Holiday Gift Guide: Refueled Magazine
The holidays are in full swing which means you are probably spending some of your time hunting for the perfect gift. We've partnered with some of our favorite folks, like Chris Brown of Refueled, to make it a bit easier on you. Our hope is to promote thoughtful gift giving in support of quality brands and artists. It makes a difference.
Chris Brown- I published my first magazine when I was eight years old. It was called Tejas. I drew all the covers, created ads and wrote articles about folks I knew. I took those eight and a half sheets of typing paper and stapled them down the sides and sold them to kids in the neighborhood for ten cents. After a while, other kids started their own magazines. We became this small community of indie publishers.
I have always been drawn to magazines. LIFE, MAD and Rolling Stone were the editorial bibles of my childhood while growing up in the sixties. LIFE magazine's large format, full page/full bleed photographs and clean layouts really spoke to my artistic sense. MAD brought out the rebel in me, while Rolling Stone fueled my knowledge of music.
While in high school I discovered Jack Kerouac. His books like “On the Road”, “Big Sur” and “The Dharma Bums” influnced me when creating Refuled. Kerouac’s work reminds me to write what you know, keep journals and sketches of ideas, adventures and characters you meet.
Jack had Cassady, Ginsberg and Burroughs. I have the folks you’ll find in the pages of Refueled.
Here are Chris' picks!
Simply a classic. My father always wore a Stetson. As a child in the early 60's, I have great memories of trying on his beige Royal Stetson while he was at work in the oil refineries. It was sweat and smoke stained from days in the garden and nights around a open fire during frequent weekend camping trips in the piney woods of Southeast Texas. It smelled like him and gave me comfort in wearing it. I own that hat today, along with my grandfather's Open Road Stetson. This beat up Open Road has become a main stay in my wardrobe. It just feels "right."
I first simply feel in love with it's unique steel and leather aesthetic, but once I sat in one, that love turned to lust. I've spent time at the Garza workshop in Marfa, so I can tell you that a lot of passion goes into each product being made there.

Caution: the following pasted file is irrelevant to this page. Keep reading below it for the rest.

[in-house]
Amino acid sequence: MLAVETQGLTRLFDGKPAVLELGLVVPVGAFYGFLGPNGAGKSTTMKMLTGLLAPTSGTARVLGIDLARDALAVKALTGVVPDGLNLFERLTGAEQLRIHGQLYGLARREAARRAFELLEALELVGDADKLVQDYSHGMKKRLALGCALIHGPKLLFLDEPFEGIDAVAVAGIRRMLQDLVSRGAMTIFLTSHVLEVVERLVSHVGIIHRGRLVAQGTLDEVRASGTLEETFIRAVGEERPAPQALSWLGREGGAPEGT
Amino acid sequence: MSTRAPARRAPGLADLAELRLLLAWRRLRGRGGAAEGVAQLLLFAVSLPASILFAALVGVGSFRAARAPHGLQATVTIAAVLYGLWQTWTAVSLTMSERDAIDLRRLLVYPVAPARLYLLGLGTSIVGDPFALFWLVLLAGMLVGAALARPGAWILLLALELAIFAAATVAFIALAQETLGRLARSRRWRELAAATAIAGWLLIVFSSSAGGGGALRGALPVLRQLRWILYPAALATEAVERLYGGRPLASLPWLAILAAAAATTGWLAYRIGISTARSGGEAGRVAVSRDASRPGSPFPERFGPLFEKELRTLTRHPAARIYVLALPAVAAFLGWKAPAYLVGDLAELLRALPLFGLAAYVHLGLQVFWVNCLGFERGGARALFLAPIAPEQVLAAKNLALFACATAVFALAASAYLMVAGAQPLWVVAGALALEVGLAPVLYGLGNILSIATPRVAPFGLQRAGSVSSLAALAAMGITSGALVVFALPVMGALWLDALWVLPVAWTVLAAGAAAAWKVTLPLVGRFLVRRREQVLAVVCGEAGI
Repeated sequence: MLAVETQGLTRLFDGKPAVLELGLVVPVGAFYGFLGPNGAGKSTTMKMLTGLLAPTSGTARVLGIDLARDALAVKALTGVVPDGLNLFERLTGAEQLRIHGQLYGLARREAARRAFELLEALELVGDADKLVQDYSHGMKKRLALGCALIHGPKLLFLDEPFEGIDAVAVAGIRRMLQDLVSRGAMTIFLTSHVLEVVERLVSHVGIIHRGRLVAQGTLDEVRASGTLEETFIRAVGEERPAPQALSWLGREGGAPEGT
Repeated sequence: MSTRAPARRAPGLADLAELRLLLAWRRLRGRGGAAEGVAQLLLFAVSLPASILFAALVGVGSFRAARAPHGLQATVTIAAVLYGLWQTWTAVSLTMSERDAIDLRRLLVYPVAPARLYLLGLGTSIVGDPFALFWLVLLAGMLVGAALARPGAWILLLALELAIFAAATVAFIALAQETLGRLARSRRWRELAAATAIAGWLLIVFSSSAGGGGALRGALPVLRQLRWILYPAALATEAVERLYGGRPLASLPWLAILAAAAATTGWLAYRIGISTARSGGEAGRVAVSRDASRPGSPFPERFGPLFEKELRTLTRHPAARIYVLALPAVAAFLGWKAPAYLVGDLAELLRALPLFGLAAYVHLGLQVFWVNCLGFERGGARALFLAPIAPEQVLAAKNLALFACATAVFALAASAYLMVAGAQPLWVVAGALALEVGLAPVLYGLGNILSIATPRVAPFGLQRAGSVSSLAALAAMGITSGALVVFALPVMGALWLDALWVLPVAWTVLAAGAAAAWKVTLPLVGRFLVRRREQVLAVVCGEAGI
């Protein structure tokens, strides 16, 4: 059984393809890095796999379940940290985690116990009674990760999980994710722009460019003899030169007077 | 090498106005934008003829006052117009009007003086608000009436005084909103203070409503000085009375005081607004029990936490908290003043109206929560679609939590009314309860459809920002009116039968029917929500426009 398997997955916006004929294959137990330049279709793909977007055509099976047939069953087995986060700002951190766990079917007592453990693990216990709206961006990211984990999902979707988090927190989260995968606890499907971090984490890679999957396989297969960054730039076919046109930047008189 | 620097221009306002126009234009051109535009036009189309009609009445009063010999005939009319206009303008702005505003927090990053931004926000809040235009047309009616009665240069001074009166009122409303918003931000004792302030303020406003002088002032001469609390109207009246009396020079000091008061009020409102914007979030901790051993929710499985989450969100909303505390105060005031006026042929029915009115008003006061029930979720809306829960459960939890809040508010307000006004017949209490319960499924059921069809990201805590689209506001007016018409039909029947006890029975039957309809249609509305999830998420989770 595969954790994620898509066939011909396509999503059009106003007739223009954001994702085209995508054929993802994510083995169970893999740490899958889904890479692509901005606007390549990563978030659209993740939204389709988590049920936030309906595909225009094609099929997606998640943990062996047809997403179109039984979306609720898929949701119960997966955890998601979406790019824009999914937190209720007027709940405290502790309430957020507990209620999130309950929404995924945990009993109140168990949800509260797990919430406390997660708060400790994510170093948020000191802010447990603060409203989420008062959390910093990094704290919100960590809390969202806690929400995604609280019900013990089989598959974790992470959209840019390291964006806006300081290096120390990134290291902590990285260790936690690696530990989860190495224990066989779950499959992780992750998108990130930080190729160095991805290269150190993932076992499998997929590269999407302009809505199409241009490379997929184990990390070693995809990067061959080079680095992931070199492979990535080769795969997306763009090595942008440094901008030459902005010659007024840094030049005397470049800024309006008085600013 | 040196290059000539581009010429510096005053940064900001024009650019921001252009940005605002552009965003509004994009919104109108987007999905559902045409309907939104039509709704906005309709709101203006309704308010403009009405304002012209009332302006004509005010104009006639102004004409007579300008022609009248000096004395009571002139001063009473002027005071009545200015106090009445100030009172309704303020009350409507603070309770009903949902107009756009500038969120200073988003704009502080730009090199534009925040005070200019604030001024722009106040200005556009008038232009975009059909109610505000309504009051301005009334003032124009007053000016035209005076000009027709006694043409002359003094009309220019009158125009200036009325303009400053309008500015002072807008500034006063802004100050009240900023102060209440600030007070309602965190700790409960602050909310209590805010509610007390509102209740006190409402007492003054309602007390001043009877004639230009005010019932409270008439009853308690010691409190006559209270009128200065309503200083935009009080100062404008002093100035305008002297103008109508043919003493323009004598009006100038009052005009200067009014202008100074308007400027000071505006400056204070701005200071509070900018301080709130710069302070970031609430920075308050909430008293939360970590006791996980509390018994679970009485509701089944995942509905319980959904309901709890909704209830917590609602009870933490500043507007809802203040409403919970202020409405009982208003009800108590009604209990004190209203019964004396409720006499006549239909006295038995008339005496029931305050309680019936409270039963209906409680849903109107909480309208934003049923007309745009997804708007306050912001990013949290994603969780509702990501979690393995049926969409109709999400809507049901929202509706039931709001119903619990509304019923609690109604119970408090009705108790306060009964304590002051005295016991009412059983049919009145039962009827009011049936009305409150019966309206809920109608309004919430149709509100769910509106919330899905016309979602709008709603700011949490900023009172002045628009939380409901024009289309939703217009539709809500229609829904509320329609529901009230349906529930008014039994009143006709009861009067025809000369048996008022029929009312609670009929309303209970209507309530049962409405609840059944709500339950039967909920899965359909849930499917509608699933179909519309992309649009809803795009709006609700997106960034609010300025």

“The closer you get to real matter, rock air fire and wood, boy, the more spiritual the world is.”
Nothing else needs to be said.
An essential for winter nights around a campfire. Instead of conventional batting, this blanket is insulated with flannel (a practice that dates back to early quilters) allowing the stitch pattern to be spread wider. The result is comfort and durability.
My pals, Caleb Owen Everitt & Ryan Rhodes, create some of the most original art around. There love for simple, quiet design speaks to me in a very deep way.
Bryan Norris is doing something pretty special up in Lancaster, Pennsylvania. His collection of foraged vintage, historic textiles and old stock denim are turned into unique and very functional vest by Mennonite and Amish craftsmen. I have proudly been wearing several different styles for over a year now, with each one getting better and better.
It's not just a incense, it's nature itself. I can't always be next to a fire or out in the desert, so this incense is definitely the closest thing I have found that can bring me back there. My house is always filled with this sweet smoke.
Rock and Rye is almost as old as country it was born in and it's history is just as vast and curious. Slow & Low is stirred slow. Over a low heat. To marry the robust rye whiskey with the raw honey and dried navel oranges. It's almost all I drink.
9. Bake Someone a Homemade Apple Pie
Nothing more American, and it's just fucking awesome. Add a scoop of vanilla ice cream on top and you're close to heaven.
I have tried most all of the beard oils out there and I simply keep coming back to Beardbrand. The mix of apricot, grapeseed, jojoba and caster oils work well with my coarse, gray whiskers, and the warm cedarwood notes is wonderful in the winter.
Hand-drawn and forged from repurposed steel cut from salvaged plows, no two knifes are the same. Each knife is handmade with a finish impossible to replicate. Every scratch and abrasion gives the blade a distinct and timeless edge.
Though the beginning of the mass production of corn cob pipes commenced in the late 1800s, their emergence and individual construction likely began long before that, and certainly persisted for years to come. Within and beyond the Dust Bowl area, corn cob pipes were the instruments of farmers, hobos, migrant laborers, and vagabonds of all sorts.